IMS’ support for Afghan journalists

IMS is continuing its efforts to support Afghan journalists in the country and to protect free press in the rapidly-changing media landscape.

Before the crisis, Afghanistan had up to 10,000 media workers, many of whom received threats due to their work. IMS has supported a system of safety, including the training and capacity building of journalists, training and logistical agreements in crises with police and military, advocacy work (eg. the Roadmap for Freedom of Expression), access to shelters and legal advice, reallocation within the country and medical support in India. A specific focus has been on ensuring the role of Afghan women media workers. Following the Taliban’s takeover of power, this work has, of course, been seriously disrupted, creating new and difficult challenges. Where once a few hundred journalists were under threat, now a majority of journalists are in some kind of need – their media outlet has closed down and they have lost their income; or they might be working but are forced to do so under pressure and self-censorship; and others are continuously being intimidated or threatened.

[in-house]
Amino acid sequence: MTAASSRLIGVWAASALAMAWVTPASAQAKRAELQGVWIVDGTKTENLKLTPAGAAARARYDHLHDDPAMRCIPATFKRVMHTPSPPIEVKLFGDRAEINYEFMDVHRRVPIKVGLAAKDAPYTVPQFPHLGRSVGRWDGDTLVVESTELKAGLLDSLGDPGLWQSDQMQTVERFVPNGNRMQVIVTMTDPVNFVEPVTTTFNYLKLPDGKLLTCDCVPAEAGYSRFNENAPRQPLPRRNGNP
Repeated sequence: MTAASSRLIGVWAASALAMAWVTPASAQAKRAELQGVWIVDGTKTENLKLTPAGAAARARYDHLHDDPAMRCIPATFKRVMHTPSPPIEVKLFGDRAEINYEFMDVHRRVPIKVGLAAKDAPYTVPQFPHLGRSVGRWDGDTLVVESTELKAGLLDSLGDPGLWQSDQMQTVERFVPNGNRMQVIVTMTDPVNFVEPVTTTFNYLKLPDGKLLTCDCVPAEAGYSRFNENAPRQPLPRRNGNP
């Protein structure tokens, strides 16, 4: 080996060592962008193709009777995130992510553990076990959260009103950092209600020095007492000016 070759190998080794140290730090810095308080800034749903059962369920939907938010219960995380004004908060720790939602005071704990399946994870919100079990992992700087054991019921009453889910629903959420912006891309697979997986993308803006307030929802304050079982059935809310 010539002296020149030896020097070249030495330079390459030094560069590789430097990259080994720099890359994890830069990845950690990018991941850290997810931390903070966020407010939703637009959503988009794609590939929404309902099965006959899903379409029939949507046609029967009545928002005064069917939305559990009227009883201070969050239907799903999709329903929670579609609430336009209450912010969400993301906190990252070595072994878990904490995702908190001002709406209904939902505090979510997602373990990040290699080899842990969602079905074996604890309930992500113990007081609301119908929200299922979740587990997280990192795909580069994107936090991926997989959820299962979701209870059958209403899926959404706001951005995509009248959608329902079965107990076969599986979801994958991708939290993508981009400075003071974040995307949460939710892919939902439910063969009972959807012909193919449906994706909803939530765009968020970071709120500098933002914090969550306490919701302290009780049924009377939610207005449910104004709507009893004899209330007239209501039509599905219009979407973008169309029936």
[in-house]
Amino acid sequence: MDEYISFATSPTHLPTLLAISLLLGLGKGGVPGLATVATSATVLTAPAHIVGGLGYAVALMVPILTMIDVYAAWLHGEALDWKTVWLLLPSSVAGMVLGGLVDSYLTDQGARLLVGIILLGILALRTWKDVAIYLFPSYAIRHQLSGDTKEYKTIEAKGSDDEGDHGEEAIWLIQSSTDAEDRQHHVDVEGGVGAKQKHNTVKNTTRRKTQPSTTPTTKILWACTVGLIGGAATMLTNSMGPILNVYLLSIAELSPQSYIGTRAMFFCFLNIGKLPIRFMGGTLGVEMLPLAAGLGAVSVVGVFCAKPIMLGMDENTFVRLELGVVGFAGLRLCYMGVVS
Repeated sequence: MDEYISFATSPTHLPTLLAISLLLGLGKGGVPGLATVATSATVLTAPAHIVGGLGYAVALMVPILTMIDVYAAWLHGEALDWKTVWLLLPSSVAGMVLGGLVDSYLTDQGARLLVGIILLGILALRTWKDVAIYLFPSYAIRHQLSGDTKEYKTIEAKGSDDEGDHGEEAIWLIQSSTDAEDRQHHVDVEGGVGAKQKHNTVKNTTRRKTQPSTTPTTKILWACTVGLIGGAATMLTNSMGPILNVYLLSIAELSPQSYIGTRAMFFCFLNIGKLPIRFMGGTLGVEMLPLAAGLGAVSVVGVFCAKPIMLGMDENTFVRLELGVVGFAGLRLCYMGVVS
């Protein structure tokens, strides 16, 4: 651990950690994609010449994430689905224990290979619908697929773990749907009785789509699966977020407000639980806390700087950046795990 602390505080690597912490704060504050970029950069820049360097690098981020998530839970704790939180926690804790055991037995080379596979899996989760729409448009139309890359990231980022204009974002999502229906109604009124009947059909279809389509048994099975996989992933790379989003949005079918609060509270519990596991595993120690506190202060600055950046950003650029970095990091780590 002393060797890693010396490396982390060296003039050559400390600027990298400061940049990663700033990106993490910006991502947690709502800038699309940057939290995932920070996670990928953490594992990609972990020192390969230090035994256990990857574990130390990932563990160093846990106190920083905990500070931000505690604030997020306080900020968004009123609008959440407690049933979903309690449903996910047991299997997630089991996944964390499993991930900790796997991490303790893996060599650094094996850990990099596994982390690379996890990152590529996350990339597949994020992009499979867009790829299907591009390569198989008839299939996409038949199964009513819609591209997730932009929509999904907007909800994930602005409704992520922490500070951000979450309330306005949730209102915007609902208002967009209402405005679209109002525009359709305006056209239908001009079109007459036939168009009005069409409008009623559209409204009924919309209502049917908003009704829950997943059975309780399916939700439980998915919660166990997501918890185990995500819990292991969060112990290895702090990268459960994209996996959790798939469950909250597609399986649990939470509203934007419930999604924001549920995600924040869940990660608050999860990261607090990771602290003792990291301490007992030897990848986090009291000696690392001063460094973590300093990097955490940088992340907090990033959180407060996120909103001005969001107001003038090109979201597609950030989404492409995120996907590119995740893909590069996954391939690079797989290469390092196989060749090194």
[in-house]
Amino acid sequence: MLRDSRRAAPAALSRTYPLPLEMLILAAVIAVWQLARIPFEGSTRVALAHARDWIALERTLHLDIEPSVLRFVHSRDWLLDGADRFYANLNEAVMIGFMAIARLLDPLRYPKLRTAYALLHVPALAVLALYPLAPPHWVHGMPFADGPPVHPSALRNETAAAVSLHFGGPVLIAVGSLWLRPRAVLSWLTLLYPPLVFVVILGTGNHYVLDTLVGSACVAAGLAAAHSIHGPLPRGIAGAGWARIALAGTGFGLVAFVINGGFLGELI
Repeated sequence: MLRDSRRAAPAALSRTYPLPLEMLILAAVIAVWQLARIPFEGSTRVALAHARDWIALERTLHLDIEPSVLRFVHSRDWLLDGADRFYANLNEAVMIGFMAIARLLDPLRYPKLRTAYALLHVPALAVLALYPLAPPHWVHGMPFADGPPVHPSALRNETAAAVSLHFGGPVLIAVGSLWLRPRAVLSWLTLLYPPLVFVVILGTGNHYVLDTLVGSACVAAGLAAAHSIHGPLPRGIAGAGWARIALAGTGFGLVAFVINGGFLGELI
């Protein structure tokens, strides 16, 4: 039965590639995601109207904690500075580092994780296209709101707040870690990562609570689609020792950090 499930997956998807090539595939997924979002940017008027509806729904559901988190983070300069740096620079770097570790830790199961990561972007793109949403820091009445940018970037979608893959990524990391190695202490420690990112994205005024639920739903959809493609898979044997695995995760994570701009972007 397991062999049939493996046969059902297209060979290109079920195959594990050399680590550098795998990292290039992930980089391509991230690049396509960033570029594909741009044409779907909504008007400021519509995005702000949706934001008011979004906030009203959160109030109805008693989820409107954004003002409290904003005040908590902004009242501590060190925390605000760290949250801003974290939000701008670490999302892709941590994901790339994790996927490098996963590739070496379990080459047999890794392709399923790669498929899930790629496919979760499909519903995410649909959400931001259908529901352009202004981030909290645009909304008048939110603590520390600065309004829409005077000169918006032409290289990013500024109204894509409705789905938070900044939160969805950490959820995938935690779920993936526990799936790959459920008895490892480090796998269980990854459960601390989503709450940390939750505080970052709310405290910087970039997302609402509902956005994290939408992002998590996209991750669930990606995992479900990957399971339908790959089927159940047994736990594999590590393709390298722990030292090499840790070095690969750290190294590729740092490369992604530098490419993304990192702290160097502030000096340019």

In the imminent period up to the deadline set by the US military of 31 August, IMS and other media development organisations, through the so-called JID (Journalists in Distress) list and common vetting, worked to support the governments who led the evacuations and issued visas. Now the attention has shifted to those left behind. 

IMS’ mandate does not cover visas or asylum

Many journalists have tried or are still trying to leave the country and are in a very difficult situation. IMS’ mandate does not cover evacuations; the processes around visas or seeking asylum are handled by individual countries and some private initiatives. Sadly, and against IMS’ advice, only a few countries have opened their doors for Afghan media workers. For instance, the government of Denmark, where IMS is based, has only accepted a few NGO workers who have worked for Danish organisations, and no journalists.  

IMS is working to protect the gains made over two decades of building up a media sector within Afghanistan and, if possible, support journalistic coverage from outside the country. Our role is to work with media development in the long-term, and during this crisis we have asked for additional funding to cover immediate in-country needs.  

How we have used the funds 

Within the last few weeks, this funding has been used to:  

  • Ensure that shelters in Afghanistan for journalists and human right workers are still running.
  • Cover basic needs and ensure access to in-country support for journalists who are vetted by our partner AJSC (Afghan Journalists Safety Committee). 
  • Providing small payouts of money to media workers in particularly difficult situations, focusing on journalists within the country.  
  • Support key staff and partners in political discussions with donors and the international community, as well starting a dialogue with Taliban in order to – as much as possible – ensure that journalists can still work in Afghanistan.